The Cambridge Companion to the Age of Pericles (Cambridge Companions to the Ancient World)

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This collection of essays reveal the political, religious, economic, social, artistic, literary, intellectual, and military infrastructure that made the Age of Pericles possible. Raaflaub Kallet-Marx Leiden M. Samons II. Add to Cart Add to Cart.

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Add to Wishlist Add to Wishlist. Age of Pericles. Mid-fifth-century Athens saw the development of the Athenian empire, the radicalization of Athenian democracy through the empowerment of poorer citizens, the adornment of the city through a massive and expensive building program, the classical age of Athenian tragedy, the assembly of intellectuals offering novel approaches to philosophical and scientific issues, and the end of the Spartan-Athenian alliance against Persia and the beginning of open hostilities between the two greatest powers of ancient Greece.

It is surprising that there is no contribution devoted to Augustan period prose. Livy, for example, appears in only two sentences p. The omission is the more thunderous given that a quarter of the volume is devoted to literature.

The Cambridge Companion to the Eighteenth Century Novel Cambridge Companions to Literature

The final part of the book, "Epilogue as Prologue," includes only one essay -- L. In the process, White uses Judea as a case study of center-periphery relations during the early empire. His essay is useful for demonstrating the ways successful local rulers had to remain diplomatically nimble during the civil wars as well as Augustus's relationship with them afterwards. White presents Herod as typical of local leaders in that he both followed the lead Augustus provided and occasionally entirely ignored Roman interests.

Bryn Mawr Classical Review

Although there are many regions that might be the subject of case studies, Judea is small enough with sufficient primary sources to yield a manageable essay. The volume contains an adequate number of good, black and white images, plans, and maps associated with appropriate discussions.

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Color plates are all relevant and well produced. Following the table of contents there are various large scale maps of Italy and the empire. The family tree is complete and full of useful details.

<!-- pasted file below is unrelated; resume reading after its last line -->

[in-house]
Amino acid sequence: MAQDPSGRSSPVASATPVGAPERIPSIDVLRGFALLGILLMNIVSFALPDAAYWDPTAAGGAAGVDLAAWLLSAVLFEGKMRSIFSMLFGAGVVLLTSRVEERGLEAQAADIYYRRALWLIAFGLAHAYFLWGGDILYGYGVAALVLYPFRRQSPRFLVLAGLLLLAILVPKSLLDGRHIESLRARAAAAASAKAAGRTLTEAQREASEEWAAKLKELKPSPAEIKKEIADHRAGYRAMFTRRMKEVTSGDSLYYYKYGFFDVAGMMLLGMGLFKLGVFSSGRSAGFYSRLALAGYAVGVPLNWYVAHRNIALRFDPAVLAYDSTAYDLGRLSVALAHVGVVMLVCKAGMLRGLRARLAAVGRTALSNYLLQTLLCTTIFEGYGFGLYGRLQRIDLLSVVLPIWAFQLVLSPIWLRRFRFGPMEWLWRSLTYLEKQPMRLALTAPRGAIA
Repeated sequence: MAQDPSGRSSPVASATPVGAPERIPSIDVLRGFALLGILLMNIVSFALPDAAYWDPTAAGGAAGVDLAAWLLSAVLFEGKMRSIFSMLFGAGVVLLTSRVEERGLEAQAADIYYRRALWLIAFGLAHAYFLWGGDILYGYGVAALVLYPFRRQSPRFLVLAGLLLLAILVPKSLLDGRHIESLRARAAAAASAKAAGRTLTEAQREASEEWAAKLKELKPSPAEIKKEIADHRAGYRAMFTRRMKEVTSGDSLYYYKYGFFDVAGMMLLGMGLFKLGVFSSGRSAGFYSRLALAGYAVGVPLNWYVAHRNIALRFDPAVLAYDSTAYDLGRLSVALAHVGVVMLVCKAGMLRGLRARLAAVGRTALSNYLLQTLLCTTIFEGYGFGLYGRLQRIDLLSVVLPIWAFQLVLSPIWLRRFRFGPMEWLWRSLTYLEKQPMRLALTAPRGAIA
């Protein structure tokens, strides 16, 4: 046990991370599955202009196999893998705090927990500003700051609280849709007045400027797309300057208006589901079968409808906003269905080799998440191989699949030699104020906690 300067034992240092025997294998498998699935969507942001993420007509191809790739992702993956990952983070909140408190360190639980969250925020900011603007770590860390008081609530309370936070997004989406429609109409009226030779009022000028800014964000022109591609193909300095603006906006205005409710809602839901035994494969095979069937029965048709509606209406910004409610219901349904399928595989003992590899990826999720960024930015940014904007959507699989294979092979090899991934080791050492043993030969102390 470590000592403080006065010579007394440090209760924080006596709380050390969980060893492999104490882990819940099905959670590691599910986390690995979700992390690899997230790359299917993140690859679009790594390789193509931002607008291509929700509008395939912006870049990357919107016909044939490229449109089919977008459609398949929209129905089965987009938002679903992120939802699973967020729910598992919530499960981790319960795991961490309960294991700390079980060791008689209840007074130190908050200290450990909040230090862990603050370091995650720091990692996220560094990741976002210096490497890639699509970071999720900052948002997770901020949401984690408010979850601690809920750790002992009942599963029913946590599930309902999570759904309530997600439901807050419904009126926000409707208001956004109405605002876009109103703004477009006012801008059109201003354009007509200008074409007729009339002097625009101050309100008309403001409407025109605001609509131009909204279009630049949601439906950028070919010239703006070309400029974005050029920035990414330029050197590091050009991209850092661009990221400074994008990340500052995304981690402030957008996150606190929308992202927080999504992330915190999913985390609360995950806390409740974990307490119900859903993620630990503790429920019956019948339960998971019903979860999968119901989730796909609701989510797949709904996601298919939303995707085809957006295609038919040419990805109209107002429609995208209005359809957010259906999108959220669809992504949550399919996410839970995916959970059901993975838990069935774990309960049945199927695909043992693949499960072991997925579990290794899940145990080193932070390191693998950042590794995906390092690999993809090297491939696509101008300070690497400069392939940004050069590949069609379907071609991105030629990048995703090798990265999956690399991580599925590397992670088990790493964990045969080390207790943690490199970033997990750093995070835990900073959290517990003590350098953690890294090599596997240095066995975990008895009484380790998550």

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The timeline is helpful, but the microscopic print requires magnification. Each chapter includes annotated "Suggestions for Further Reading" that are quite helpful. The bibliography and works cited lists are 'select', and, except for the unfortunate omission of Tonio Holscher's works cited in chapter 11 , provide a useful collection.

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There is an index, but for those seeking more thorough word search capability, Cambridge is allowing searching of the volume on Amazon. The CCAA has much to commend it, but there are some distractions that deserve mention. Cultural discussions are important, particularly in the way Galinsky emphasizes the importance of the interconnectedness of the various facets of Augustan and imperial society, but the volume does seem to lack balance, particularly when compared with other recent volumes in the Cambridge Companion series.

As previously noted, twenty-five percent of the volume is dedicated to poetry; this focus leaves much untreated. Despite Galinsky's assertion to the contrary, by not including essays focused on the periods before and after Augustus's reign, the volume has succeeded in maintaining the traditional periodization of 44 B. Finally, there is no discussion focused on the military or its activity during Augustus's reign. This martial aspect may not appeal to everyone, but the military had a tremendous cultural impact on both Rome and the provinces, and Augustus's reforms of this institution are still with us.

The CCAA is not intended to be encyclopedic, but more balance would have made an already good volume even better. Galinsky's editing of the volume is to be largely commended. All the essays are clear and written in an engaging style. Although the inconsistent mixture of footnotes and parenthetical references is a distraction, all the articles have readable citations.

Spellings are generally consistent except for the use of Vergil and Virgil and typographic errors are few. On the whole, this is a well put together volume. Those seeking a condensed version of the Cambridge Ancient History volume 10 may be disappointed, but for those seeking something more provocative and engaging, there is much with which to be pleased. Galinsky, Augustan Culture. Princeton: Princeton University Press, Bryn Mawr Classical Review



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